Speaking of risk let's compare and contrast. Today's concerns about risk and yesterday's:

There was a day common sense ruled the land.

More on risk - water is dangerous, we need to ban it now - at least heavily regulate it. Maybe the video I put up here was no joke? Or, as with most things, is behavior, not chemistry the issue?

This is not amuzing. Apparently, when I was grossly overweight, I could be convicted of abusing myself.


Speaking of not amuzing, it looks like we will soon live in a society where everyone is certified smart, and very few actually are.

When we document the profane, do we not actually promote it? Probably, but it draws ratings.

This is funny, in one of those I have to laugh or I'll cry sort of ways.

No one told me or I'd have been there.

Make it so.

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Sunday, January 14, 2007


The Wife Says It All!

Mrs. Blogotional usually lets her art speak for her, but some things just demands words, such as Barbara Boxer's recent brutal, personal and completely out-of-bounds attack on the Secretary of State. I thought Mrs. Blogotional's letter to Secretary Rice should be made open so...
Dear Dr. Rice:

I very rarely write public figures. I can only imagine how much mail you get from all over the world, probably stacks and stacks of letters. However, the recent hearings by the Senate Foreign Relations Committee on Iraq caused me to do a double take. In particular I refer to the remarks quoted in several newspapers by Senator Barbara Boxer directed to you and I quote:
"Who pays the price? I'm not going to pay a personal price," Boxer said. "My kids are too old, and my grandchild is too young."

Then, to Rice: "You're not going to pay a particular price, as I understand it, with an immediate family."...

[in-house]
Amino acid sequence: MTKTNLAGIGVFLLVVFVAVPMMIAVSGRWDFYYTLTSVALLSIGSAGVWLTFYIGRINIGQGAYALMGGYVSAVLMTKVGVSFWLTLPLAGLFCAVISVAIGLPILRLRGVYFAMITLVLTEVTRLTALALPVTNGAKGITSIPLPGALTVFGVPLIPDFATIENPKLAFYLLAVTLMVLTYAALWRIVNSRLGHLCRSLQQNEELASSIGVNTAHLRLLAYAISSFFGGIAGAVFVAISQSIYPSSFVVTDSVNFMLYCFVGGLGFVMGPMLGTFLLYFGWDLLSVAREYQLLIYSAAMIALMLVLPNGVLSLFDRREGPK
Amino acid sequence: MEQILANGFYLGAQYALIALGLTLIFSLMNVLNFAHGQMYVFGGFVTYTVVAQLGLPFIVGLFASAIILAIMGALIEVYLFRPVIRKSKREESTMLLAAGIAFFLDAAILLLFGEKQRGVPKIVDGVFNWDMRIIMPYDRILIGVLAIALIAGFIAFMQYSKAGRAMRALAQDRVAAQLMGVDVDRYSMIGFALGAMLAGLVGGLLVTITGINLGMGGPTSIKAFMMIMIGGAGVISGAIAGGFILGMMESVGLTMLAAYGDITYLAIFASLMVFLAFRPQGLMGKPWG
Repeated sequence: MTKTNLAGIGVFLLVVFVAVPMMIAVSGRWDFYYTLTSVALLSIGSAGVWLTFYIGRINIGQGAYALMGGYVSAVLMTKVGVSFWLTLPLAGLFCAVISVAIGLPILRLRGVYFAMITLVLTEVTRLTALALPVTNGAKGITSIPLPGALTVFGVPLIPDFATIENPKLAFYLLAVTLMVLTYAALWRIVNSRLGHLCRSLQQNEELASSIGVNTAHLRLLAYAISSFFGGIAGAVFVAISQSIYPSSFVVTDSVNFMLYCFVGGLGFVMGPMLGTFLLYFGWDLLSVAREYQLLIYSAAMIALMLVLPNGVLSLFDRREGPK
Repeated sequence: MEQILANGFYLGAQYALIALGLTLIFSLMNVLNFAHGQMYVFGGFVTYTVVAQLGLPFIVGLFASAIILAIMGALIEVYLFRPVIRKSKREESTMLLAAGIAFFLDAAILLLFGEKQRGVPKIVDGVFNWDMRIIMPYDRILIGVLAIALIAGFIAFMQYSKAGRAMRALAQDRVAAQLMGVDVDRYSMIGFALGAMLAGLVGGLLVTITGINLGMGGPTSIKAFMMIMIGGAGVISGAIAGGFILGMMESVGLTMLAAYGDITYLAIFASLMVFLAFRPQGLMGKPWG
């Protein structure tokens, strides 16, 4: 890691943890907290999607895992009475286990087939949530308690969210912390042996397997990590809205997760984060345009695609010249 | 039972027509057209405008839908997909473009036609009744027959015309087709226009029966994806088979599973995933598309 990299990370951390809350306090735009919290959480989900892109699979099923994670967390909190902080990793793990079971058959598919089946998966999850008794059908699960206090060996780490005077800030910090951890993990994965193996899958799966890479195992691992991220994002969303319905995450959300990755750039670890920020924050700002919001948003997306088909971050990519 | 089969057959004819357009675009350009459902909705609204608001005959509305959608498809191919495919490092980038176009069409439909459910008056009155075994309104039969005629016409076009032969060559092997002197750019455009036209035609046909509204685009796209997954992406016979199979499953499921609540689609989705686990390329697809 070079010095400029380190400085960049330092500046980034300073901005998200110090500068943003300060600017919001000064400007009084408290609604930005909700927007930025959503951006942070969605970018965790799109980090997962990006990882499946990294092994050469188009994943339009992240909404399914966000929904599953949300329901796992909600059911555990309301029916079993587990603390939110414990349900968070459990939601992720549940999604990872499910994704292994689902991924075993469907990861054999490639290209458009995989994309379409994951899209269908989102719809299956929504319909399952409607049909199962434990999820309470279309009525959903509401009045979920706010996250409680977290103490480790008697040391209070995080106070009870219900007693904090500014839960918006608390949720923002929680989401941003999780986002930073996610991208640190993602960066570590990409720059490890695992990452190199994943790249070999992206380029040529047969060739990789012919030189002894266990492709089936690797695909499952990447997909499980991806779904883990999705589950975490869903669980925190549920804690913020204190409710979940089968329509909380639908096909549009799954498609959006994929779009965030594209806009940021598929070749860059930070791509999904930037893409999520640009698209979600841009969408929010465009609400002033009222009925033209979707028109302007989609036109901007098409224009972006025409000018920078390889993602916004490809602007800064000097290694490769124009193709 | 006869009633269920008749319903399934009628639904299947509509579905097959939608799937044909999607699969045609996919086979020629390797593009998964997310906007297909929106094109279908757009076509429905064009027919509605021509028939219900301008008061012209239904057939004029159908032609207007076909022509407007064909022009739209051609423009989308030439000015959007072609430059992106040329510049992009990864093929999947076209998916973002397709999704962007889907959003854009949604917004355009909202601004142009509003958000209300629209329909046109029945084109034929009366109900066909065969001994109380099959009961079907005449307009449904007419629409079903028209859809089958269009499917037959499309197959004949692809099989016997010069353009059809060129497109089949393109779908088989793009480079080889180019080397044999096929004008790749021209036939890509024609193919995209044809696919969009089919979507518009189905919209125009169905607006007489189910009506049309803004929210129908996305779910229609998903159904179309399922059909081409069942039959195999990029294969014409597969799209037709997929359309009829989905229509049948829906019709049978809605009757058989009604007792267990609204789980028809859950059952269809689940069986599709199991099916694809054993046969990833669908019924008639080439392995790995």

These remarks by our Senator from California (I would write to her and tell her how completely abhorrent they are, but I?m convinced the letter would never get to her) are just something I never imagined in my wildest dreams someone saying in such a senate hearing. I don?t even know where to start but I will try.

First, let me thank you for all your service to our country, service that I?m sure was sacrificial in many ways that none of us can even comprehend. Your abilities and your intelligence were rewarded, but you have sacrificed all along the way. One of these sacrifices I?m sure was not as much time to pursue some of the personal interests you might have, if you had not been in the service of our country. I commend you.

Now regarding Senator Boxer?s comments about your immediate family I need to make a couple comments based on my own situation. I also have no children. I am in my middle fifties and there will be no children. I and my husband met very late. It was the first marriage for both of us and we hoped there might be children but that was not to be. During our marriage both my husband and I have been faced with social settings that have been extremely awkward when people have speculated on why we don?t have children and pressed for a history of our decision and causative factors. As someone who had desperately wanted children I found these often clumsy but well meaning remarks extremely painful. I cannot even imagine being subject to this kind of comment publicly as you were, in which not only was your personal family state held up for observation, it was dismissed as a proof that you have nothing to sacrifice. I find myself grappling with disbelief that a Senator would make such statement to you.

Dr. Rice, you are a woman that deserves only commendation for your service. Please do not dwell on the comments of a Senator grand standing to make a point. Thank you again for your service and I pray God?s blessing on you for it.